It’s said that winners write the history books.
But in the opinion of historian Nick Hollis, the losers of the Civil War most shaped the reputation of Lt. Gen. James “Pete” Longstreet.
For decades after the war, it was held that Longstreet, who grew up in Augusta and attended the Academy of Richmond County, was responsible for the Confederates’ loss in the battle of Gettysburg in 1863. He was subjected to death threats, spurned by old friends and publicly called a “scalawag” and “traitor.”
The 100th anniversary of the Civil War passed before Longstreet’s record was revisited by historians. But now, in the second year of the sesquicentennial anniversary, Hollis and other historians are pushing to restore Longstreet’s reputation and place him in the pantheon of Confederate heroes.
“I’d like to see a little honesty in history,” said Hollis, who has traveled to Augusta and around the South on behalf of the Gen. Longstreet Recognition Project.
Longstreet was born in South Carolina’s Edgefield District, not far from North Augusta, on Jan. 8, 1821. When he was 9, he moved to Westover Plantation to stay with his uncle, Augustus Baldwin Longstreet. The plantation included portions of modern-day Westover Cemetery and the 11th green of Augusta National’s Amen Corner.
Augusta in the 1830s was still a rural town, but it was rapidly growing, thanks to bustling commerce from the Savannah River. Longstreet soaked up Southern culture and wisdom from his uncle, who would later become president of Emory College, South Carolina College (later the University of South Carolina) and the University of Mississippi.
Fiery politicians such as John C. Calhoun passed through his uncle’s parlor, and Longstreet no doubt listened in on these conversations, Hollis said.
“I think that’s central to the theme” of Longstreet’s Augusta life, Hollis said.
Studies at Richmond Academy led him to West Point, where he made several lasting friendships, including that of future president and Union Gen. Ulyssess S. Grant.
Longstreet got his first taste of combat in the Mexican-American War and was wounded at the Battle of Chapultepec.
Like many generals in the Civil War, he never commanded groups much larger than 200 men.
“Longstreet began the Civil War on a par with everyone else,” William Garrett Piston wrote in Lee’s Tarnished Lieutenant.
Longstreet was 40 when he resigned his commission in the U.S. Army in 1861 and accepted a position as brigadier general in the Confederate Army. One of his aide de camps, Thomas Jewett Goree, said many thought of Longstreet “short and crabbed,” which he was except in three places: in the presence of ladies, at the table and on the field of battle.
“At any one of these places he has a complacent smile on his countenance and seems to be one of the happiest men in the world,” Goree wrote.
From his first battle at Blackburn’s Ford, Longstreet took his men of the First Corps to the battles of Williamsburg, the Seven Days battles, Second Manassas and Antietam, largely meeting with success.
It was Gettysburg that sealed Longstreet’s place in history. The controversy rests in Gen. Robert E. Lee’s orders, which led to a full frontal assault by 12,000 Confederate soldiers across an open field nearly a mile long. The soldiers were decimated by artillery fire, and the defeat set the tone for the remainder of the war.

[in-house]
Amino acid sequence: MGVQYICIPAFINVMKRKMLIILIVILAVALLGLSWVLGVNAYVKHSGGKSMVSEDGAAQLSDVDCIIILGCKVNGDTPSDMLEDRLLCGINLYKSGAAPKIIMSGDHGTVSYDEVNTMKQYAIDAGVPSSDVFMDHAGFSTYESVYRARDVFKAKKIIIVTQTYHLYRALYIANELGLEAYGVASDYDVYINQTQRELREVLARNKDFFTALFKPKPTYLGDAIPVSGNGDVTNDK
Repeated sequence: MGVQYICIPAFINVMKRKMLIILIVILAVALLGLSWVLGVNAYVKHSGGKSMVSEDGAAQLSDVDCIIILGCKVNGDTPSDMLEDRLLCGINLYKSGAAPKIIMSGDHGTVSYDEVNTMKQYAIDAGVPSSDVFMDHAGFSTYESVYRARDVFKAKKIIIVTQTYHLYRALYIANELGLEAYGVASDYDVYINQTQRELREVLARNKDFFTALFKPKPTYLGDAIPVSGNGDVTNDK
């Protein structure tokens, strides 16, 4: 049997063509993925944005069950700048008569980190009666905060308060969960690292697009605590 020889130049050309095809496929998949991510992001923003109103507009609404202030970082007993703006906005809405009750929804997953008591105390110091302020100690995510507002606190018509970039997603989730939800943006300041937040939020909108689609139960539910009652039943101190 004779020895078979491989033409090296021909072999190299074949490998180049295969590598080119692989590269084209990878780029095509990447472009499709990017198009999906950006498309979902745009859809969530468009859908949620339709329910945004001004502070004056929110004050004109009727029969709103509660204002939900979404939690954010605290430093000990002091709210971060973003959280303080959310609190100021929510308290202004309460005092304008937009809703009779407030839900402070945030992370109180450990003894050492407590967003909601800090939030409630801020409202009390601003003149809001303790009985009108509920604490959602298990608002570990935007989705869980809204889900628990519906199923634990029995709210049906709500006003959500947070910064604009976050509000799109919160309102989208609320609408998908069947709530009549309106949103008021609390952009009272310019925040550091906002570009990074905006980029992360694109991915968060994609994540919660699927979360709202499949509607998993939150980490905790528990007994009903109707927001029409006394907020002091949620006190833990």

Longstreet gave the order to Gen. George Pickett to make the charge under orders from Lee. In his official report, Longstreet wrote: “The order for this attack, which I could not favor under better auspices, would have been revoked had I felt that I had that privilege.”
After Gettysburg, Longstreet was wounded by friendly fire at the battle of the Wilderness. He came to Augusta to recover and stayed at the home of Josiah Sibley, for whom Sibley Mill was named in 1880. The home stood at Bay and Elbert streets, now Fourth Street, until it was destroyed by fire in 1916.
Longstreet remained an esteemed soldier and general for years after the war, eventually settling in New Orleans. During his stay, he wrote several letters to the New Orleans Times, urging peaceful reconstruction.
When he showed one of the letters to his uncle Augustus Baldwin Longstreet, who was living in Oxford, Miss., his uncle predicted, “It will ruin you, son, if you publish it.”
Longstreet’s Republican sympathies, and a federal pardon, coincided with a rise in what some historians call the “Lost Cause,” essentially elevating Lee to near-sainthood. One of the leading “Lost Causers” was Longstreet’s old nemesis, Gen. Jubal Early, who had aligned himself with several organizations, including the Lee Monument Association and the Confederate Burial and Memorial Association.
“(Early’s) version of Gettysburg, which blamed Longstreet, provided an explanation for the Confederacy’s defeat, which neither entailed the loss of God’s grace nor questioned the superiority of Southern civilization,” Piston wrote.
It wasn’t until Piston’s book was published in 1987 that Longstreet’s place in history was re-evaluated. Longstreet was portrayed in a more favorable light in the 1993 film Gettysburg and received a statue at Gettysburg in 1998.
Hollis recognizes that 150 years have passed since the Civil War, but he fully believes that restoring honor and correcting history is still relevant. He makes that point on his Web site:
“Moreover, we as a nation are nullifying, even negating the enormous sacrifices made by our ancestors, particularly the noble soldiers like Longstreet, if we permit the erasure from history of their lives and achievements – the actions which have created our current bounty.”